Midland Metropolitan University Hospital
When the Midland Metropolitan University Hospital opens in Smethwick, it will be the bringing together of teams who provide acute and emergency care. This was a key outcome of a public consultation about the future of local health services and will improve outcomes and safety. Although local clinicians have worked on the plans for many years before signing the long-term contract, those plans were tested against new models of care, including the Keogh Review on emergency care, published in 2013.
The new hospital will offer maternity, children’s and inpatient adult services to half a million people. For a small number of people, neighbouring hospitals such as Walsall Manor, will become their chosen part of the local NHS. However, many people already travel past other hospitals to use City and Sandwell, and we would expect that to continue. Midland Met remains the closest acute hospital to the centre of Birmingham that caters for adults. The new hospital is being built with ‘room to grow’. In addition, we have retained buildings and wards at Sandwell for future development.
Like the rest of the NHS, and local government, we face a very challenging forward future financially. We will be changing what we spend on goods and services, and making changes in our workforce. Cutting the cost of agency staff, the cost of sickness absence, and the cost of staff turnover will all be important. The cost of operating the new hospital, maintaining it, and building it, will be less than five per cent of our overall turnover. The contract for the new hospital was 20 per cent less than the approved business case agreed with the Department of Health and HM Treasury.
It is important to remember that most services we currently provide on Dudley Road or in West Bromwich will remain in those locations. The Birmingham Treatment Centre and our specialist eye hospital Birmingham and Midland Eye Centre (BMEC) will remain – and we will redevelop the rest of City site for housing, which is needed in Birmingham. An Urgent Care Centre, able to look after 35,000 people, will replace the current A&E at Sandwell – and the general hospital will become a Treatment Centre offering local outpatient, diagnostic and short stay surgical care. We already provide award-winning Intermediate Care at Leasowes, Rowley Regis and on our City Hospital site. This network will be expanded with intermediate care at Sandwell too, alongside our specialist stroke rehabilitation services. We want to work closely with nursing and residential care homes to make sure that the network offered to local residents is second to none.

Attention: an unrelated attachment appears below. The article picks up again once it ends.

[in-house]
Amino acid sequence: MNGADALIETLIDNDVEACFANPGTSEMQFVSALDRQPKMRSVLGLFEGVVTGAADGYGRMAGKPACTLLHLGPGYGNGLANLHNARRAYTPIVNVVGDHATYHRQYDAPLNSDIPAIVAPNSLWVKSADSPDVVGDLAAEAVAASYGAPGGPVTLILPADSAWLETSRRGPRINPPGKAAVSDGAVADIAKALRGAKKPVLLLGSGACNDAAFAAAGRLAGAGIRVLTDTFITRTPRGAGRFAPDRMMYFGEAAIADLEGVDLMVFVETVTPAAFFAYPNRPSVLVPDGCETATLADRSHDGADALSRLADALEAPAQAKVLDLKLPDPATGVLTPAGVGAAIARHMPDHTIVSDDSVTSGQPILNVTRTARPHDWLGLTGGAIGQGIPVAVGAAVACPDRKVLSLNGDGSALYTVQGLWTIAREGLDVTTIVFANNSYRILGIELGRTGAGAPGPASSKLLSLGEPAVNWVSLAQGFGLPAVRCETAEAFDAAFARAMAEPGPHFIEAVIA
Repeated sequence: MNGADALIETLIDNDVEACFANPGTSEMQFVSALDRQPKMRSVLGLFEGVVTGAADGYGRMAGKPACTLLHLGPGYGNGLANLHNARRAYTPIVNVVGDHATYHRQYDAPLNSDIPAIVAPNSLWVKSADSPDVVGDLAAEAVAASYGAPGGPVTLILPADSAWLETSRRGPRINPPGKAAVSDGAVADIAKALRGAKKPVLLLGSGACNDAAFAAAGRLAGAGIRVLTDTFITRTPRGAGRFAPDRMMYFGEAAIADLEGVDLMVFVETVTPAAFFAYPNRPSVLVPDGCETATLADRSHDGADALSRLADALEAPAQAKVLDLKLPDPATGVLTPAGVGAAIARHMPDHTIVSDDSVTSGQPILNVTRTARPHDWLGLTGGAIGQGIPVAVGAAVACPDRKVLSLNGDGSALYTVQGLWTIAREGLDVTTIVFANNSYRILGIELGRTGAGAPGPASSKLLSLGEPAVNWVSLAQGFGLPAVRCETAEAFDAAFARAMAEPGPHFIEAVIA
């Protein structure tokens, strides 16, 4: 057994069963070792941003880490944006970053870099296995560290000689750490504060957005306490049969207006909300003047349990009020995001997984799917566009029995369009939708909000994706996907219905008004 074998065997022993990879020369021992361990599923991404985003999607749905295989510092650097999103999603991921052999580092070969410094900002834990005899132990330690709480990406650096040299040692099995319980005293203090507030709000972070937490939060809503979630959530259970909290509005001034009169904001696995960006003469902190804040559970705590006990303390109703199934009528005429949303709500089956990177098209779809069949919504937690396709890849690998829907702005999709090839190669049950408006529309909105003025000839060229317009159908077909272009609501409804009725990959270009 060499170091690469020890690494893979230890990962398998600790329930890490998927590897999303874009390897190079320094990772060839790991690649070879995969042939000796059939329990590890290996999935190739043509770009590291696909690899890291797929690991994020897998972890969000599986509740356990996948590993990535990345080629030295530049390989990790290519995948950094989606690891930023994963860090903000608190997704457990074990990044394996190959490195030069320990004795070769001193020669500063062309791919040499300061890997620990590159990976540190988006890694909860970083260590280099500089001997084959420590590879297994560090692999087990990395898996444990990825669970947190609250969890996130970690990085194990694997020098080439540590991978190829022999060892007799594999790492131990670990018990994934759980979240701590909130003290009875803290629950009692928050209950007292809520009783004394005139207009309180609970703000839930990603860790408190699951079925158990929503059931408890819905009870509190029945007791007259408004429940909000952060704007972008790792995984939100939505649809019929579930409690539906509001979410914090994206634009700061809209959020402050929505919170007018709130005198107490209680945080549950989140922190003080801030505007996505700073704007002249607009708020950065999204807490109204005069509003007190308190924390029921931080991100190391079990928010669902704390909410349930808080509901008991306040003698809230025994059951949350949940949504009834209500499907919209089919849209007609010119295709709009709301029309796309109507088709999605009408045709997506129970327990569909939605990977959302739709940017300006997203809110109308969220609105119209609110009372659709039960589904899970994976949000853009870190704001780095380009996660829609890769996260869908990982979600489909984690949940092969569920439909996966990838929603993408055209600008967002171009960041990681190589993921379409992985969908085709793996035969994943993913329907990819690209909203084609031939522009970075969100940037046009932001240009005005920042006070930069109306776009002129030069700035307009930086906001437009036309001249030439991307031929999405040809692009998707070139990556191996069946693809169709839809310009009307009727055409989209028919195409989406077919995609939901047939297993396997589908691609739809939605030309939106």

We intend to deliver consultant inpatient medicine, with dedicated diagnostic capability for emergency patients. Research evidence shows that that offers better care and shorter lengths of stay. To make this happen, we need more outpatient services delivered through local general practice, and we are working in partnership with GP groups to achieve that local mission, which is also national policy.
We have worked successfully to tackle unplanned readmissions to hospital. Our organisation is the lead provider for end of life care, and we know that we have scope to provide great care to local people in locations of their choosing. A slightly smaller acute hospital is the right answer for quality and for safety. We must act together to develop community based services, many of which are provided by our own staff working differently. That is why it is so important that we will be delivering intermediate care through Sandwell and West Birmingham NHS Trust, and are able to work flexibly across our bed base. The Trust will take responsibility for those changes and will be distinctively open about where we are succeeding and when we are falling short.
Creating the Midland Met lies at the heart of the Sustainability and Transformation plan for the local NHS. It also represents a regeneration opportunity for the east of the borough. We are determined to seize this once in several generations chance to deliver integrated care.